The only way to make this happen is to restrict mobility, homogenize language within each state, and shove it down everyone's throat who lives in that state.  If Kak was working in Chennai, and had to hear this "Your MT is Hindi, Saar, aanaa inneelirindu onpayyan Tamil-la thaan padikkanum. Mind it" I'll bet you he's taking the next cab to American International School.  

 

Two choices:  (1) Send Kak back to Delhi or UP or wherever up North he's from OR (2) Declare Hindi the national language and teach everyone in Hindi medium - then we become China or Korea.      

There *is* in fact a consensus among linguists that a child learns best in the language he's immersed in  - at home, with friends socializing, and of course school.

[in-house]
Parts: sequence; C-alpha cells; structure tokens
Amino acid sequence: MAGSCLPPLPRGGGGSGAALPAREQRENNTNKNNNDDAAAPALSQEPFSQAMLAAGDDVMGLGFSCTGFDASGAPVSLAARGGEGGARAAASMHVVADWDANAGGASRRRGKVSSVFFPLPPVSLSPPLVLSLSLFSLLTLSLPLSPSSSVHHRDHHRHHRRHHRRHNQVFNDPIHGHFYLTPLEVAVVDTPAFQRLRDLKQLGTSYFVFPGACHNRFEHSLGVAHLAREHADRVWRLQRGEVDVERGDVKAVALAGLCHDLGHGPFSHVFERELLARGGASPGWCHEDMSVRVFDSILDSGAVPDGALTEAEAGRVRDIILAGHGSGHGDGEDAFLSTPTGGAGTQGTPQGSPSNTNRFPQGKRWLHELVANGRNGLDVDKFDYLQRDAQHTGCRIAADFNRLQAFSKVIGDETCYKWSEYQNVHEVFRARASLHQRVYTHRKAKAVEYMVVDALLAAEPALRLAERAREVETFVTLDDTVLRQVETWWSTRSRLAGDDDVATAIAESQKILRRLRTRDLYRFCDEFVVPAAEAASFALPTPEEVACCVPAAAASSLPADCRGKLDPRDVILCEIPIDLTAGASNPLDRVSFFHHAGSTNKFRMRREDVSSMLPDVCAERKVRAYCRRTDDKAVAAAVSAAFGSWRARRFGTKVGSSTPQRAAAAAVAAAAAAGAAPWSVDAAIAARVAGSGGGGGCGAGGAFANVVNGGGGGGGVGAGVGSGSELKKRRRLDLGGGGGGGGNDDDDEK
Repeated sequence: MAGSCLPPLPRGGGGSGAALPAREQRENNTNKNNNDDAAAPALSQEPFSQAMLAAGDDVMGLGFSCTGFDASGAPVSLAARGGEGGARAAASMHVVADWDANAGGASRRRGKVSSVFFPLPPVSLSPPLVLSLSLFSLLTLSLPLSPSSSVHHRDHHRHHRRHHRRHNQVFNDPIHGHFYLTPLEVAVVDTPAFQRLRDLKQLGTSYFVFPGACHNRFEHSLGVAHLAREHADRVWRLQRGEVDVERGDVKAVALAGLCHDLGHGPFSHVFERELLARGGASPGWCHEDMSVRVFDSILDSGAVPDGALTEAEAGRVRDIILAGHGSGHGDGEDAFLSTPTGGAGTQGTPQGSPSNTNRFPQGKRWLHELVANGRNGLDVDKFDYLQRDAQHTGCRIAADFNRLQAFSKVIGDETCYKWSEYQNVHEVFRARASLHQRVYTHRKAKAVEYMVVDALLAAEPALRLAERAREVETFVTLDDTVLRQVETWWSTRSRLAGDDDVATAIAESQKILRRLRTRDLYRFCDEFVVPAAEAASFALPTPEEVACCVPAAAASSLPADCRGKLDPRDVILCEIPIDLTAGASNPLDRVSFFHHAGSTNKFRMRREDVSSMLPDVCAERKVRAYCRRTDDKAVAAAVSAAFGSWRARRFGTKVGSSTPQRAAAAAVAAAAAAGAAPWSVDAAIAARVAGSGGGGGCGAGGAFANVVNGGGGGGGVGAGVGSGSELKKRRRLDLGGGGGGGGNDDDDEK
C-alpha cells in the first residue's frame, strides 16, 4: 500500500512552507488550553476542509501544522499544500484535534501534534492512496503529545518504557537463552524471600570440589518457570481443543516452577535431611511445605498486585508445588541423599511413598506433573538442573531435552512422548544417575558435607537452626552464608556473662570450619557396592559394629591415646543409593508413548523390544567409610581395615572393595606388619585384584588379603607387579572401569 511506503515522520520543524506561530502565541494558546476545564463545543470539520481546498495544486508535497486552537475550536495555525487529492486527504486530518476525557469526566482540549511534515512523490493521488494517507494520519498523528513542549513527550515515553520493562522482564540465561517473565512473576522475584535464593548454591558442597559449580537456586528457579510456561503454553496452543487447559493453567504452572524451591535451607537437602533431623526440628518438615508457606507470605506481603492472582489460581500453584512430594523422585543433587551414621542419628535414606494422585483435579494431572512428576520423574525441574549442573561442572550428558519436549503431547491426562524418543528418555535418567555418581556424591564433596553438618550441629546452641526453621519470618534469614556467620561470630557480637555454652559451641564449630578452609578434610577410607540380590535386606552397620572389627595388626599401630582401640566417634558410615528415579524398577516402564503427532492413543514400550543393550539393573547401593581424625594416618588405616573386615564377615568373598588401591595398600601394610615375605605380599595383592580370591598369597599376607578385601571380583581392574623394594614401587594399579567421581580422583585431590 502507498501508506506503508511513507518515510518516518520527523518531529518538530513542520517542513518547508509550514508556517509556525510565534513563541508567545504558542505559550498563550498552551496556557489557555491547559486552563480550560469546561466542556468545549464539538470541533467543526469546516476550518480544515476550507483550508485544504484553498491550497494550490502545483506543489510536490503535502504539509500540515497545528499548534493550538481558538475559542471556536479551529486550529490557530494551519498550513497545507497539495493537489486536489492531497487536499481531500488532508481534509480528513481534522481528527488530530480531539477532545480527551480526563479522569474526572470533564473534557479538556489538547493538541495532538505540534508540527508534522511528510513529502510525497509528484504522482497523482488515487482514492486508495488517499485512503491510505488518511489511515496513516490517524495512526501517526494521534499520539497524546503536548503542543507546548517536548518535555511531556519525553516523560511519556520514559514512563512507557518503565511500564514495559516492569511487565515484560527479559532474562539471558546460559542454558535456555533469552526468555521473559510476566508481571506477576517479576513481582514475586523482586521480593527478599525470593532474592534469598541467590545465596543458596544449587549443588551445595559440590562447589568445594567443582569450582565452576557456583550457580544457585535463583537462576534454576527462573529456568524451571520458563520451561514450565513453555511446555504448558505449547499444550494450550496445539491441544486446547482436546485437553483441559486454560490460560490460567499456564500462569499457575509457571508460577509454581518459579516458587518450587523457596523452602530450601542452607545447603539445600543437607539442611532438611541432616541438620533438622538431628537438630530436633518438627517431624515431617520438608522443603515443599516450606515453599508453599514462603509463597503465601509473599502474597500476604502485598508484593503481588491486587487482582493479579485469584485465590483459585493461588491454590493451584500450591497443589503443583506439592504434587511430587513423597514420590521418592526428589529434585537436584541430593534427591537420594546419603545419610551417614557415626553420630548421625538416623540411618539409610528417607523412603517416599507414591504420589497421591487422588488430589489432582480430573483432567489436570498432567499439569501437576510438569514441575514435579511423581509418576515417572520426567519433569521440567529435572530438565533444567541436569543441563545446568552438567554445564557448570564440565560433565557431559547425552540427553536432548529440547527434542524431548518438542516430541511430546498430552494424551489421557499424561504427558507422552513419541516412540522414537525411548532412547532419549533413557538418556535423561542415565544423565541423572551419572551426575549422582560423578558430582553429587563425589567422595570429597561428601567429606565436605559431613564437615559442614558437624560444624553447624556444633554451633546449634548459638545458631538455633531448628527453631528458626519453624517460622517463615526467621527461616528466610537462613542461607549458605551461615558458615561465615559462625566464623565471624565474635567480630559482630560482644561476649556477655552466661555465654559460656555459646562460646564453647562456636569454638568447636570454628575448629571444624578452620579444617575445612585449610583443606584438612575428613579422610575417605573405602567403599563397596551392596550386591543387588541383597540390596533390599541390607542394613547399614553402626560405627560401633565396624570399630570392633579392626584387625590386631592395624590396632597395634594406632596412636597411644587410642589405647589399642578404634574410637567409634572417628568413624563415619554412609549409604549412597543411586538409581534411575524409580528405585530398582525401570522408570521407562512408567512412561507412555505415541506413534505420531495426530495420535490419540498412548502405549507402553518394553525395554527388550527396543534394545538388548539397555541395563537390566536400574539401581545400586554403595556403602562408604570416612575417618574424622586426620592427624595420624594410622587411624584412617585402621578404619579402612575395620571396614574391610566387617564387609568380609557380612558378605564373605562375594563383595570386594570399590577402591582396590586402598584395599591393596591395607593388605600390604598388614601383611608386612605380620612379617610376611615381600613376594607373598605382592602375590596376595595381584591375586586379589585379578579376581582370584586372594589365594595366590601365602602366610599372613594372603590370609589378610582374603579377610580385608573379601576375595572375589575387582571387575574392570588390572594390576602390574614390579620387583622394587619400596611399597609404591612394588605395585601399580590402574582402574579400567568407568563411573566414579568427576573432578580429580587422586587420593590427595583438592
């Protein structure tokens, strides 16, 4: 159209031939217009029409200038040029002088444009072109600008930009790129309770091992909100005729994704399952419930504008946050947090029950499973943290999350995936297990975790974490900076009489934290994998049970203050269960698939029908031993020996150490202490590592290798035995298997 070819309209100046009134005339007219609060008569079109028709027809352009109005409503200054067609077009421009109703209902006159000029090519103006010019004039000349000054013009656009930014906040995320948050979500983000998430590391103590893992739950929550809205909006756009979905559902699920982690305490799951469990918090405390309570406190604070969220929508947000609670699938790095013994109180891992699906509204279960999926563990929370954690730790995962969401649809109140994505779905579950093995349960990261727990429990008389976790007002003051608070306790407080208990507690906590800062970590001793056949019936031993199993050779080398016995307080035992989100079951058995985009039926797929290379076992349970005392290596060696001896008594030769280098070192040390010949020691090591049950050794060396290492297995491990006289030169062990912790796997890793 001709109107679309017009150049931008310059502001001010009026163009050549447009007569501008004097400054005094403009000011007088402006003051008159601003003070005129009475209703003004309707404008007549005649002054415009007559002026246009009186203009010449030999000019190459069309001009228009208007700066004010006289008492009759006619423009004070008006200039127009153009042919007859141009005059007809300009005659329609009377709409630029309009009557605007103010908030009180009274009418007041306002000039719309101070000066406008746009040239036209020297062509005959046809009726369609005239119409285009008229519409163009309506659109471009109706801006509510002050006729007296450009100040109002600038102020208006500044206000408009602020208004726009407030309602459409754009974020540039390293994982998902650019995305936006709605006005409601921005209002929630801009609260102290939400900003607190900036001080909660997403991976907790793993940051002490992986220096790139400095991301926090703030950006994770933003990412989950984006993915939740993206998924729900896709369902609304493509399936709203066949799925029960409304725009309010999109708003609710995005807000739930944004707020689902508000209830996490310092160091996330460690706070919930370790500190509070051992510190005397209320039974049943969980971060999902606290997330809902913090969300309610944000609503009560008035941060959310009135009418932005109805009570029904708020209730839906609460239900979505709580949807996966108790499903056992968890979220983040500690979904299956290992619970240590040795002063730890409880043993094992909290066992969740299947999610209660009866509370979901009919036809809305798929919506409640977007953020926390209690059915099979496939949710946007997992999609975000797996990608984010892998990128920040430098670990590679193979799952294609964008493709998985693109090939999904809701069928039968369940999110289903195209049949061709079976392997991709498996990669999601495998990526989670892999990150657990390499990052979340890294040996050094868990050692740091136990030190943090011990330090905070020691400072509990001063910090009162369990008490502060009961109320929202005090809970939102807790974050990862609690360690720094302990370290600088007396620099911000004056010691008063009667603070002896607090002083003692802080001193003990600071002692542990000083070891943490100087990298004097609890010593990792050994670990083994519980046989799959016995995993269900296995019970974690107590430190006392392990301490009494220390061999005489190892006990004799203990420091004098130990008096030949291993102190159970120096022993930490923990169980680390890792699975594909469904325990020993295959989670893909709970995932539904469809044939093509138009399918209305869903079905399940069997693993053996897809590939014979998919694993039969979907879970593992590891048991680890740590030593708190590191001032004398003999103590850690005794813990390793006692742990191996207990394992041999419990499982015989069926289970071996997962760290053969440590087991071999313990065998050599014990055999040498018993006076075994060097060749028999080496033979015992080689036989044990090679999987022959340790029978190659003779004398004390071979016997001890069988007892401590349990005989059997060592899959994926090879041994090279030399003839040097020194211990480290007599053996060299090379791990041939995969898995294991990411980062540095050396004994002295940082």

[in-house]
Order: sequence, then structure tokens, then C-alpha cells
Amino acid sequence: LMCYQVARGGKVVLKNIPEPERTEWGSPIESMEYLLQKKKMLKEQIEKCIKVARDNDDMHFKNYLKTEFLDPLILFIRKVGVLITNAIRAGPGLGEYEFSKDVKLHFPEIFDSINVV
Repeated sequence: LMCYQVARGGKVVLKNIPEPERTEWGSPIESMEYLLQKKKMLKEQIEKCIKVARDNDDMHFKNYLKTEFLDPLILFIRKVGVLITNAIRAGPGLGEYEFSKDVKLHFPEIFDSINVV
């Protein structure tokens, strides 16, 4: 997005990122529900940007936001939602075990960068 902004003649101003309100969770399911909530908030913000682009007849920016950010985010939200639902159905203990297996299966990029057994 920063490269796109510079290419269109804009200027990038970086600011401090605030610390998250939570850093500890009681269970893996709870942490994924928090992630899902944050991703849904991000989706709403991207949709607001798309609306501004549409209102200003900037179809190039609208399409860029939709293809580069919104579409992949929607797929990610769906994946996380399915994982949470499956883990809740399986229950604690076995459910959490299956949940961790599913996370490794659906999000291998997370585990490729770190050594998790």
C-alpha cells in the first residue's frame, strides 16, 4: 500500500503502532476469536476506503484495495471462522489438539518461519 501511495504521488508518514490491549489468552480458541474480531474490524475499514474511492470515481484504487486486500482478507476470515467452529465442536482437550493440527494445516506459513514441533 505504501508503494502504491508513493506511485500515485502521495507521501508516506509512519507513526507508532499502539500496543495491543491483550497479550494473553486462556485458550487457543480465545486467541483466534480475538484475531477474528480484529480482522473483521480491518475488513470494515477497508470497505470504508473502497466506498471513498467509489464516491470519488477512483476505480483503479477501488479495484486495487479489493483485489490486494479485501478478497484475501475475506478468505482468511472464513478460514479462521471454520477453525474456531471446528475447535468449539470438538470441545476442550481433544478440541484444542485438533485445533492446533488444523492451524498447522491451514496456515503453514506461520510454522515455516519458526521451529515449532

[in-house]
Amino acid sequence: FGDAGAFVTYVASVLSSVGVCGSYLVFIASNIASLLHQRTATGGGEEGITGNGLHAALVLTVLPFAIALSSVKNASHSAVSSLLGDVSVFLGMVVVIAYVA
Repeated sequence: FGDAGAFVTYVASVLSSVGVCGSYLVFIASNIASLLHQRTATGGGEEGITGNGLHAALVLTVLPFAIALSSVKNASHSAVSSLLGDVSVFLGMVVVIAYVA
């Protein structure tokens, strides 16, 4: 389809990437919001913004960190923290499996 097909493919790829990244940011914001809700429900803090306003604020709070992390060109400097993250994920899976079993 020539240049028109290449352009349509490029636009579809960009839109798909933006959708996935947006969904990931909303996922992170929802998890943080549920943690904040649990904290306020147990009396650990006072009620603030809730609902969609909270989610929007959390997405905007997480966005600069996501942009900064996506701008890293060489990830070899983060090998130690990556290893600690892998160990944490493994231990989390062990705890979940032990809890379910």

The rest of your post raises a good point about the modalities, logistics, and administrative side of the new proposal. But it is something that can be worked out.

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Just now, BacktoCricaddict said:

... and it worked because "their own" = 1.  

 

 

Way to miss the point. Indians having a gazillion languages is not an issue. AT ALL. The point is to teach students in the language that they grow up with - it enriches both the student and the language itself.

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Just now, sarchasm said:

There *is* in fact a consensus among linguists that a child learns best in the language he's immersed in  - at home, with friends socializing, and of course school.

 

The rest of your post raises a good point about the modalities, logistics, and administrative side of the new proposal. But it is something that can be worked out.